24 July 2012

One Soul for Sale

This is my soul.
We may or may not have been under the influence during the composition of this document.
Actually, that's entirely misleading; my soul isn't for sale. I sold my soul for 5 dollars and a cigarette to my best friend in 2002. We drew up a contract and everything on the back of an East Windsor Diner menu, after losing the original at Denny's in Enfield. She gave it back to me for my 25th birthday and I used to carry it in my wallet. (It was nothing like that episode of The Simpsons, if you're wondering.) So, technically, I don't think I can resell it. I'm far too attached to it by now; it has so much more meaning.

One of the most frustrating aspects of my job search is trying to weigh my crippling idealism with even a modicum of pragmatism. As you may be aware, I don't do that very well. If I did, I would probably still be fully employed at my last job (which was, incidentally, at a non-profit), ignoring the blatant bigotry in favor of the practicality of having a job, and maybe even one day, a career. The practical aspects of employment have never really been enough, heretofore, to keep me employed. Of course, I could have tried harder to change things at my last place (which shall be called That Place from now on), but there is no telling some people. (It's really difficult to look a grown 40-something-year-old woman, who is also your boss, in the eye and explain that "I have [insert marginalized group here] friends," does not negate the racism she just vomited out.)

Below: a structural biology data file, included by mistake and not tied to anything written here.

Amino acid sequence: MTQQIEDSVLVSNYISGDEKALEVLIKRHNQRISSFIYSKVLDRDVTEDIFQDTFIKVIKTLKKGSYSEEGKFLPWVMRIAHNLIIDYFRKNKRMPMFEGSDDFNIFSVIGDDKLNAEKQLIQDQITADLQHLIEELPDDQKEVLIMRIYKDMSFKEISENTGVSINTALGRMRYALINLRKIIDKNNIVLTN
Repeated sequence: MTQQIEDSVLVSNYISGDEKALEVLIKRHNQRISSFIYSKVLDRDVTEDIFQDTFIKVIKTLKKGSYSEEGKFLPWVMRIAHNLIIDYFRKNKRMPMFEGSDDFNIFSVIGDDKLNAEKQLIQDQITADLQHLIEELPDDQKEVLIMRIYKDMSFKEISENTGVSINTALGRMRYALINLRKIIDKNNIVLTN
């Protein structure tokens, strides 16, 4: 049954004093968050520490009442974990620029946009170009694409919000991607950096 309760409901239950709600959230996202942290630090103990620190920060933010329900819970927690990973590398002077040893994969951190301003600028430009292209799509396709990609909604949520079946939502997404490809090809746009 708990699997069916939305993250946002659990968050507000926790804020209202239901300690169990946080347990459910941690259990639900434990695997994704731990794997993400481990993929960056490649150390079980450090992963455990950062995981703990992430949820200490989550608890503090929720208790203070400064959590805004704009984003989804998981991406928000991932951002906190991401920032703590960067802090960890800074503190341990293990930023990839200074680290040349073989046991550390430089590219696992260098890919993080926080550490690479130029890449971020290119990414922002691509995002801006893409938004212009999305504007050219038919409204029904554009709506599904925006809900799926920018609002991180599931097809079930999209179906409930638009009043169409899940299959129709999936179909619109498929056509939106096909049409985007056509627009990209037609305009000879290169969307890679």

So when a friend of mine, miserable in his corporate job, elbows me and only half-jokingly asks if I'm willing to sell my soul yet, it gives me pause. At some point, I do need to marry pragmatism and idealism, but where does that point lie? I often think that corporations actually have better protections against the kind of bullshit that went on at That Place, but does not mean that what one may do while at a corporation is meaningful in any significant way. 

My whole life, I've been told that I can change the world, help others, become some fantastical force for positive change. Well, I'm not changing a whole hell of a lot from the couch. And it is misery-inducing. Volunteering at Meals on Wheels was such a great experience, but now I'm even afraid to spend the gas that it would take to make once-a-week deliveries. When my grad school called, desperate for funds, I cringed. I have always given, even a measly amount, whenever I could because I love that place and believe in it as one of the best chances some students have to actually spread true and permanent good in the world. I apologized profusely to the student on the phone, and hung up feeling miserly.

But the truth is, I don't have the luxury of idealism, most people don't. All the insistence on my exceptionalism, and I know I'm not alone in in this, warped me in a bizarre way. I am self-aware enough to know I really hit the high notes on occasion. Moral superiority? Check. Intellectual snobbery? Yeah, I do that too. In my defense, I've been getting progressively better at identifying it and reigning it in before I come off like a complete tit (at best).